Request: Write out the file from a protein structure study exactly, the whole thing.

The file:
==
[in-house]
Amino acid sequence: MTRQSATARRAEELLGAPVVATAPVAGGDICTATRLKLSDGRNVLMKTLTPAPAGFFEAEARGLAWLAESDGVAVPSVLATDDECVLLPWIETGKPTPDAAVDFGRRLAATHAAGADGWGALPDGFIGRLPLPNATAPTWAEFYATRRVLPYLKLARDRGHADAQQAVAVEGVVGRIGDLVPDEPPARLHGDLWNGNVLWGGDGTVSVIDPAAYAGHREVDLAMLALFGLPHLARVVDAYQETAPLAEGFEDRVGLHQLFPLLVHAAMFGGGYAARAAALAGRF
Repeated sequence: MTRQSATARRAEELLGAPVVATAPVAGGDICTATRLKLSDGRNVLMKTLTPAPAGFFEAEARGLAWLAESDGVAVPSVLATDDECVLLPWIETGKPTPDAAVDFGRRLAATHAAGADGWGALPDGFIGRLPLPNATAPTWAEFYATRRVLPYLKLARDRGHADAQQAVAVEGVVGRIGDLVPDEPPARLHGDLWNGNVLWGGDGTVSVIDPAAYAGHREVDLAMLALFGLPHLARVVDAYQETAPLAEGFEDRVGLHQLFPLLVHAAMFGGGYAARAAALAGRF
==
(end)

[in-house]
Amino acid sequence: MTRQSATARRAEELLGAPVVATAPVAGGDICTATRLKLSDGRNVLMKTLTPAPAGFFEAEARGLAWLAESDGVAVPSVLATDDECVLLPWIETGKPTPDAAVDFGRRLAATHAAGADGWGALPDGFIGRLPLPNATAPTWAEFYATRRVLPYLKLARDRGHADAQQAVAVEGVVGRIGDLVPDEPPARLHGDLWNGNVLWGGDGTVSVIDPAAYAGHREVDLAMLALFGLPHLARVVDAYQETAPLAEGFEDRVGLHQLFPLLVHAAMFGGGYAARAAALAGRF
Repeated sequence: MTRQSATARRAEELLGAPVVATAPVAGGDICTATRLKLSDGRNVLMKTLTPAPAGFFEAEARGLAWLAESDGVAVPSVLATDDECVLLPWIETGKPTPDAAVDFGRRLAATHAAGADGWGALPDGFIGRLPLPNATAPTWAEFYATRRVLPYLKLARDRGHADAQQAVAVEGVVGRIGDLVPDEPPARLHGDLWNGNVLWGGDGTVSVIDPAAYAGHREVDLAMLALFGLPHLARVVDAYQETAPLAEGFEDRVGLHQLFPLLVHAAMFGGGYAARAAALAGRF